5177. Yield of MR-Directed Ultrasound for MRI-Detected Breast Findings: How Often Can We Avoid MR Biopsy?
Authors * Denotes Presenting Author
  1. Xiaoxuan Emily Chen *; Weill Cornell Medical College
  2. Melissa Reichman; Weill Cornell Medicine
  3. Annabel Lee; Weill Cornell Medical College
  4. Julia Losner; Weill Cornell Medical College
  5. Charlene Thomas; Weill Cornell Medicine/Population Health Sciences
  6. Janine Katzen; Weill Cornell Medicine
MR-directed ultrasound (US) is frequently performed for suspicious findings identified on breast MRI, secondary to the relative decreased cost and patient-associated discomfort associated with US-guided biopsies compared to MRI-guided biopsies. However, performing MR-directed US on low-yield findings can lead to unnecessary delays. The purpose of this study was to evaluate the yield of MR-directed US for MRI-detected breast findings and to determine if there are a subset of findings that have a higher yield.

Materials and Methods:
In this retrospective single-center study, we identified 857 consecutive patients who had a breast MRI between January 2017 to December 2020. Only exams which received a BI-RADS 4 or 5 assessment and were recommended for MR-directed US were included in the study, yielding 765 patients. Included findings were further characterized by presence or absence of a sonographic correlate. Utilizing the EMR, for those with a sonographic correlate, the size, location, and morphology of breast findings were noted. Imaging-guided (US and MRI) pathology results, as well as excisional pathology results were recorded. In addition, patient demographics were obtained. A multivariable logistical regression analysis was used to investigate the clinical utility of an MR-directed US.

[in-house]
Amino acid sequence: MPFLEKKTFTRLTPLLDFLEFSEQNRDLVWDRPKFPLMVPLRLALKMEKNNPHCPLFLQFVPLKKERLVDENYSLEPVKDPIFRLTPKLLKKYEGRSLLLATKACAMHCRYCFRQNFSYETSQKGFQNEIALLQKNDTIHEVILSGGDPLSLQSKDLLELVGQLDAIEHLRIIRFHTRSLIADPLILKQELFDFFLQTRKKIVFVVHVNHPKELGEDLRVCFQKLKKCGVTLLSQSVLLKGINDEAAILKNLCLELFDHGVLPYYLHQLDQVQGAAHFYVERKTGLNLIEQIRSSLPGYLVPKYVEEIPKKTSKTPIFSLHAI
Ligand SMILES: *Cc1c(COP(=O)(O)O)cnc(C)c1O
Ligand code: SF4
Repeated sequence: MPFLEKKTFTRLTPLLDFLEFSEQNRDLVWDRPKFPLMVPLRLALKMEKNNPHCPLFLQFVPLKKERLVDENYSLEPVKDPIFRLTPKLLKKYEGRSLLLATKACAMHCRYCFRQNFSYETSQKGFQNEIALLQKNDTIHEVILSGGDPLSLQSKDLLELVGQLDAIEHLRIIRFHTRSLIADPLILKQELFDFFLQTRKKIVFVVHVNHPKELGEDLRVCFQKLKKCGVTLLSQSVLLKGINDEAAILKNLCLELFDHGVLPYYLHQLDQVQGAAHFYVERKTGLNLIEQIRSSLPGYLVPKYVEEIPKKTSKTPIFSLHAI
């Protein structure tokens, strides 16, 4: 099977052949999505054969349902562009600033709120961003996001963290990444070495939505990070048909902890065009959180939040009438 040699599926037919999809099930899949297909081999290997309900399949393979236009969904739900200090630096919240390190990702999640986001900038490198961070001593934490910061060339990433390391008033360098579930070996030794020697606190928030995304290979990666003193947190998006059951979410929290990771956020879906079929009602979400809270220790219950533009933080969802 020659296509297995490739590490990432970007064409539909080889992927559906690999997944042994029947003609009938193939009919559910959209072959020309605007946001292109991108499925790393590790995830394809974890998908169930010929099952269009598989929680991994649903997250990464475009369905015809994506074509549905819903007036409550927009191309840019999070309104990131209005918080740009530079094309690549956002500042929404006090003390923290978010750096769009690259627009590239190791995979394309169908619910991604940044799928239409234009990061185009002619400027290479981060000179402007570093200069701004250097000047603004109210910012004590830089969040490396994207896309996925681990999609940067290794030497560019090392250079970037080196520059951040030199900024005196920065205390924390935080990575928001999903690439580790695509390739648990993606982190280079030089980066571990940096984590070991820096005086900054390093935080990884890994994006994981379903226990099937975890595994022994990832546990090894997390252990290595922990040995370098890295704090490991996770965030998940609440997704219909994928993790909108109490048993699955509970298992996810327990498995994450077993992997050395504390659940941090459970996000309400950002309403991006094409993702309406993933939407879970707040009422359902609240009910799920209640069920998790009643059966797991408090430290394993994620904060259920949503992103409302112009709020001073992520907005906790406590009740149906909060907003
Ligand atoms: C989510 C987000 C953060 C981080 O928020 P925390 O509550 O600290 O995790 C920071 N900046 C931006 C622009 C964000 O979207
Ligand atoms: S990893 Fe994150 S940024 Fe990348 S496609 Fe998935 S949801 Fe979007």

There were 1262 MRI-detected BI-RADS category 4 or 5 findings in 765 patients. Of the 1262 findings, MR-directed US was performed on 852 (68%). Of these 852 findings, 291 (34%) had an US correlate, including 143 (49%) benign lesions, 81 (28%) malignant lesions, 16 (5%) with high-risk pathology, and 51 (18%) unknown (lost to follow-up). Of those findings with US correlates, 173 (59%) represented masses, 69 (24%) were regions of non-mass enhancement (NME), 22 (7.6%) were foci, and 27 (9.3%) fell into the category of other, which included lymph node, cysts, and scar tissue. Masses were significantly more likely to be identified on MR-directed US (<em>p</em> < 0.0001) compared to foci. When determining the yield of MR-directed US based on the imaging finding, 44% (173/394) of masses, 23% (69/295) of NME, and 17% (22/130) of foci had an US correlate.

MR-directed US has the benefit of decreased cost and discomfort for the patient when a sonographic correlate is found, and US guided biopsy can be performed. However, it is important to be aware of the yield of MR-directed US for different MR findings to prevent delays in care. The yield of MR-directed US is significantly higher for masses than for foci. The likelihood of a sonographic correlate should be taken into consideration when recommending MR-directed US in these patients.